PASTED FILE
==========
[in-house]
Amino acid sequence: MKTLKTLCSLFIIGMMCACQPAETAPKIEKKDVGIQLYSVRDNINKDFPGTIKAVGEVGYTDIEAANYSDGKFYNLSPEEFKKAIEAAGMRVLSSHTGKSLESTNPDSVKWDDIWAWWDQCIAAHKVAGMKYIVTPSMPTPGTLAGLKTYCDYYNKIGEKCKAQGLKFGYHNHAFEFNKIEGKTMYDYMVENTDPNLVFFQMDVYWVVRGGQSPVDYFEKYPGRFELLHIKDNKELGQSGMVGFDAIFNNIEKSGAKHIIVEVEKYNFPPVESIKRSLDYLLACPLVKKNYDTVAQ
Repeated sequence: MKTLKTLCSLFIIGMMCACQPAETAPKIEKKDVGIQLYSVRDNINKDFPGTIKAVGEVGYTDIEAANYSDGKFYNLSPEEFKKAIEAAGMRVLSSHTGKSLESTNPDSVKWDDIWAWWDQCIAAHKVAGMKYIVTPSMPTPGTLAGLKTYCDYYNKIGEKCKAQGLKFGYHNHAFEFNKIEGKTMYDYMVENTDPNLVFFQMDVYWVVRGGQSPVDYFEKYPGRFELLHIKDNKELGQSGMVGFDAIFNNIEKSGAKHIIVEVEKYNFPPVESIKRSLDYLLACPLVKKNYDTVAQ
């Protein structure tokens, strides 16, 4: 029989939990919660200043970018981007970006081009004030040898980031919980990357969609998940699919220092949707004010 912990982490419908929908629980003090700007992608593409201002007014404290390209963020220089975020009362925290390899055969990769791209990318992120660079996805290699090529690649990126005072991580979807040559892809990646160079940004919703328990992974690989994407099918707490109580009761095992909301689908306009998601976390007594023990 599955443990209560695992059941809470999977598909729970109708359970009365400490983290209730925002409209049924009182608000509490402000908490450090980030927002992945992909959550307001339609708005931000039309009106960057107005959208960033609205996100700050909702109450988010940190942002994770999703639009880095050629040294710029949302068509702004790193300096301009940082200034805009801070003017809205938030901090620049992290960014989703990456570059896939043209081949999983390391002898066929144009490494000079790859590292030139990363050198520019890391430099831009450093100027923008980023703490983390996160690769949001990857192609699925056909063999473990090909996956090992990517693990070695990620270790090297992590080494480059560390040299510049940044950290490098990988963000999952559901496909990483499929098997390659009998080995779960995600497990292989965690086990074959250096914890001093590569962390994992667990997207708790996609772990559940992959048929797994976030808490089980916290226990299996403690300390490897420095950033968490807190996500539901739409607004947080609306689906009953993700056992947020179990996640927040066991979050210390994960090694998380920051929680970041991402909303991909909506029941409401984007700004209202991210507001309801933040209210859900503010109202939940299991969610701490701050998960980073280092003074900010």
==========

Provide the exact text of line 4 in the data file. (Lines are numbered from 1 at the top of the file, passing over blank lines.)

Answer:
């Protein structure tokens, strides 16, 4: 029989939990919660200043970018981007970006081009004030040898980031919980990357969609998940699919220092949707004010 912990982490419908929908629980003090700007992608593409201002007014404290390209963020220089975020009362925290390899055969990769791209990318992120660079996805290699090529690649990126005072991580979807040559892809990646160079940004919703328990992974690989994407099918707490109580009761095992909301689908306009998601976390007594023990 599955443990209560695992059941809470999977598909729970109708359970009365400490983290209730925002409209049924009182608000509490402000908490450090980030927002992945992909959550307001339609708005931000039309009106960057107005959208960033609205996100700050909702109450988010940190942002994770999703639009880095050629040294710029949302068509702004790193300096301009940082200034805009801070003017809205938030901090620049992290960014989703990456570059896939043209081949999983390391002898066929144009490494000079790859590292030139990363050198520019890391430099831009450093100027923008980023703490983390996160690769949001990857192609699925056909063999473990090909996956090992990517693990070695990620270790090297992590080494480059560390040299510049940044950290490098990988963000999952559901496909990483499929098997390659009998080995779960995600497990292989965690086990074959250096914890001093590569962390994992667990997207708790996609772990559940992959048929797994976030808490089980916290226990299996403690300390490897420095950033968490807190996500539901739409607004947080609306689906009953993700056992947020179990996640927040066991979050210390994960090694998380920051929680970041991402909303991909909506029941409401984007700004209202991210507001309801933040209210859900503010109202939940299991969610701490701050998960980073280092003074900010």